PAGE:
Today is my son's 11th birthday. He is our first baby, our guinea pig, as I like to say. Before he was born I was so afraid I wouldn't know what to do with a baby, but when he was born on a cool, rainy Sunday afternoon at the end of August, two weeks before his due date, I held him in my arms and knew we'd figure it all out as we went along. I include my children in that "we", because their personalities are as much a guide to us as parents as any baby book has ever been. So far it's worked out just fine, but every year on his birthday I think to myself "I've never parented a child this age before!" and I feel a little ping of anxiety for what is to come. Being a parent is a constant adventure, a constant learning experience, very humbling and nerve-wracking, and very, very joyful.
One of our birthday traditions is to read Happy Birthday to You, by Dr. Seuss, on the eve of the birthday. In the morning, the birthday child wakes up to a decorated house. I always bake a cake of the birthday child's choice, using a recipe from The Cake Mix Doctor. For the past I-don't-know-how-many years my son has chosen Hummingbird Cake. My daughter scoffs at his predictability. She views her birthday as an opportunity to try a new cake recipe. That can be fun, but I am personally happy my son always chooses Hummingbird Cake, because I like traditions, and because Hummingbird Cake is a favorite of mine as well!
On my son's birthday I naturally reflect on his birth and the first days of his life. I had woken up in the middle of the night with contractions, but thought they were indigestion at first. For several hours I paced around the house, wishing the indigestion would go away so I could sleep! When I came to the slow realization that I might be in labor, I fixated on the fact that I had no clean underwear to take to the hospital, so I started a load of laundry at 4:00 a.m. I remember having to stop a couple of times while loading the washing machine because the contractions were already so strong. Never mind that you don't wear underwear to give birth. I needed that underwear anyway! Aren't you supposed to always wear clean underwear in case you end up at the hospital? What does is say about you if you know you're going to the hospital, but fail to have clean underwear?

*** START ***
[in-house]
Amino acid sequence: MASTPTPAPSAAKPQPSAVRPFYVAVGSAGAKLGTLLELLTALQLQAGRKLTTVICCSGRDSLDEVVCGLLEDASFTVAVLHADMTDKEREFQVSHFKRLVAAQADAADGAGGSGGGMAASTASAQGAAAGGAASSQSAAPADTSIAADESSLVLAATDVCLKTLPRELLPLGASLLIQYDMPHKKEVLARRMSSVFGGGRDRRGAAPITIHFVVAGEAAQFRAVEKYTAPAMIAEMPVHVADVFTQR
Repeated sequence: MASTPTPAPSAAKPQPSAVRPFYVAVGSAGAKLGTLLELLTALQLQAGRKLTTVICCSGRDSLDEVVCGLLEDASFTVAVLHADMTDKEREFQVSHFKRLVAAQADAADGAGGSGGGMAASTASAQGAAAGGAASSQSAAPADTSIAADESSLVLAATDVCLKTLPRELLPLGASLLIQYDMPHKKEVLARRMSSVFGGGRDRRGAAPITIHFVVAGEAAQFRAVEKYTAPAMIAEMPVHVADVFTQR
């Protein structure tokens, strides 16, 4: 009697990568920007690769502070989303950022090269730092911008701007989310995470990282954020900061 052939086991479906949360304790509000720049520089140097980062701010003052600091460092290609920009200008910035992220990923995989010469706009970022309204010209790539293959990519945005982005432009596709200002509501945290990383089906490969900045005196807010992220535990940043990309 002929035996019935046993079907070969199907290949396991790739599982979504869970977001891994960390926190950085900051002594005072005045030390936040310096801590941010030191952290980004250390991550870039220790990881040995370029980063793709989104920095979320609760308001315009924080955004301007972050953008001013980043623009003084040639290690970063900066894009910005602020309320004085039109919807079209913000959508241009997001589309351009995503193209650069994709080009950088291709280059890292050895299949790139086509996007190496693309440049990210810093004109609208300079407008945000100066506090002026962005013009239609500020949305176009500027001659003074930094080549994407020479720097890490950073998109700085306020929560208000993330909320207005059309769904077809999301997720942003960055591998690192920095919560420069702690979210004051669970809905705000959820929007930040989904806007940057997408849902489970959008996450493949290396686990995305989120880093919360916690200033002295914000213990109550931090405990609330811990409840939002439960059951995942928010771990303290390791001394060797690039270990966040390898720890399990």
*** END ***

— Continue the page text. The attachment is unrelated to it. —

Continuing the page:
By 8:00 a.m. I was ready to go, but my husband, being the good Bradley Method coach that he was, said it was too soon. He ate breakfast, read the Sunday paper, took a shower, cleaned the cat litter, and took out the garbage. I wanted to kill him! When I started swearing at him, around 10:00 a.m., he agreed it was time to go.
I was very progressed when we got to the hospital, and was able to have the unmedicated birth experience I wanted. (My husband took some credit for this at the time, having kept me at home longer than I wanted to stay there!) I was very proud of myself, but everything about me was eclipsed by my joy in my child. He was such a wonder. I was so besotted with him I even thought he was clever for demonstrating the Moro reflex.
I remember with some embarrassment his first poo, which happened while we were still in the hospital. I was alone with him, and hadn't yet changed his diaper. In fact, I had never changed a diaper at all. I wanted to call the nurse, or wait for my husband to return from where ever he was, but I thought no, this is my baby, I am his mother, and this is what mothers do, so I hauled myself out of the bed and laid him in the bassinet and fumbled around with the wipes and the diapers. I felt an absurd sense of pride when I was done and had an urge to open the door and yell out to anyone who could hear me "I just changed my son's diaper! All by myself!"
Later, when a nurse came in and did whatever exam on him she needed to do, she changed his diaper again. I watched her closely, and as she put a fresh diaper on him I realized with much chagrin that I had put his diaper on backwards. I was mortified, and thought wildly that I'd blame it on my husband if she said anything, because I worried that otherwise she might think me unfit and not let me take my baby home. But she just smiled at me when she handed him back and never said a word. Smart people, those maternity nurses!
I've made other parenting mistakes in the past 11 years since that backwards diaper, but so far nothing has been more horrible than a backwards diaper. I'm in that next decade of parenting now, though, when things are going to get more complicated, and any missteps on my part are going to have bigger repercussions and be harder to fix than a backwards diaper. I always make a little wish of my own when my kids blow out their candles that everything will just keep on being all right, that I'll have the wisdom to help them keep on growing, and that they'll always bounce back from the things that go wrong.